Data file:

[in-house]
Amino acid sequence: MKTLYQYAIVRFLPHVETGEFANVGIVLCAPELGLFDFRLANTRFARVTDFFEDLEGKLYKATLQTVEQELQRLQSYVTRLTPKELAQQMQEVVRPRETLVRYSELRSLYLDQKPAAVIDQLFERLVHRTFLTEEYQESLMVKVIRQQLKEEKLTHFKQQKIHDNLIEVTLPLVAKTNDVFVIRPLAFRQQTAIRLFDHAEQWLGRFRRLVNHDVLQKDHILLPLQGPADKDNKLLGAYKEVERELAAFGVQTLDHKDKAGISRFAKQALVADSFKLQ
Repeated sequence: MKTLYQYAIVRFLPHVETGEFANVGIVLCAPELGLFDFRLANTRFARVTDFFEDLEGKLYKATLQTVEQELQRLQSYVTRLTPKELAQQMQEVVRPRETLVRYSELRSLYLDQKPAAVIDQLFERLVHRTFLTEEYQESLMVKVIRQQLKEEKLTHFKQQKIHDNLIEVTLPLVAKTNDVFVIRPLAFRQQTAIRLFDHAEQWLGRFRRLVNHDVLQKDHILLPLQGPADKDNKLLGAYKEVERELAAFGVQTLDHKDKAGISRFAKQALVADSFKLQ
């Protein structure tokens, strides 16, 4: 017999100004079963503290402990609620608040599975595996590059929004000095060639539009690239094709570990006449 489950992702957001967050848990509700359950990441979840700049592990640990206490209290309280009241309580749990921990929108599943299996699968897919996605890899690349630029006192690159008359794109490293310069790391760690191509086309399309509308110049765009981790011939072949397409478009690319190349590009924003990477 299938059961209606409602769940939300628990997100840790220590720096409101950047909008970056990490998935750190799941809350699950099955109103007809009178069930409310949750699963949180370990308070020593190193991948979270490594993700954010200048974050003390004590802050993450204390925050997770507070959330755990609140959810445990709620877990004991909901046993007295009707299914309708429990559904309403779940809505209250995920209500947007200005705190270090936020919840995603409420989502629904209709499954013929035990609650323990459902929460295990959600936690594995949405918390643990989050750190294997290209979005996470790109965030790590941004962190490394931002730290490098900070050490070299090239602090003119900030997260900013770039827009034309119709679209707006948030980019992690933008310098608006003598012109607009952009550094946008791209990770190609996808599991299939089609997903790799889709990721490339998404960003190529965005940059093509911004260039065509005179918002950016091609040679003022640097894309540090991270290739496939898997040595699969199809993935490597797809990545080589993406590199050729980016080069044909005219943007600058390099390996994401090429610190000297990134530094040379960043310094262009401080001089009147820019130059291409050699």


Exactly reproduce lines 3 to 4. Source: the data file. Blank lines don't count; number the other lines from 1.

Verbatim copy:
Repeated sequence: MKTLYQYAIVRFLPHVETGEFANVGIVLCAPELGLFDFRLANTRFARVTDFFEDLEGKLYKATLQTVEQELQRLQSYVTRLTPKELAQQMQEVVRPRETLVRYSELRSLYLDQKPAAVIDQLFERLVHRTFLTEEYQESLMVKVIRQQLKEEKLTHFKQQKIHDNLIEVTLPLVAKTNDVFVIRPLAFRQQTAIRLFDHAEQWLGRFRRLVNHDVLQKDHILLPLQGPADKDNKLLGAYKEVERELAAFGVQTLDHKDKAGISRFAKQALVADSFKLQ
């Protein structure tokens, strides 16, 4: 017999100004079963503290402990609620608040599975595996590059929004000095060639539009690239094709570990006449 489950992702957001967050848990509700359950990441979840700049592990640990206490209290309280009241309580749990921990929108599943299996699968897919996605890899690349630029006192690159008359794109490293310069790391760690191509086309399309509308110049765009981790011939072949397409478009690319190349590009924003990477 299938059961209606409602769940939300628990997100840790220590720096409101950047909008970056990490998935750190799941809350699950099955109103007809009178069930409310949750699963949180370990308070020593190193991948979270490594993700954010200048974050003390004590802050993450204390925050997770507070959330755990609140959810445990709620877990004991909901046993007295009707299914309708429990559904309403779940809505209250995920209500947007200005705190270090936020919840995603409420989502629904209709499954013929035990609650323990459902929460295990959600936690594995949405918390643990989050750190294997290209979005996470790109965030790590941004962190490394931002730290490098900070050490070299090239602090003119900030997260900013770039827009034309119709679209707006948030980019992690933008310098608006003598012109607009952009550094946008791209990770190609996808599991299939089609997903790799889709990721490339998404960003190529965005940059093509911004260039065509005179918002950016091609040679003022640097894309540090991270290739496939898997040595699969199809993935490597797809990545080589993406590199050729980016080069044909005219943007600058390099390996994401090429610190000297990134530094040379960043310094262009401080001089009147820019130059291409050699």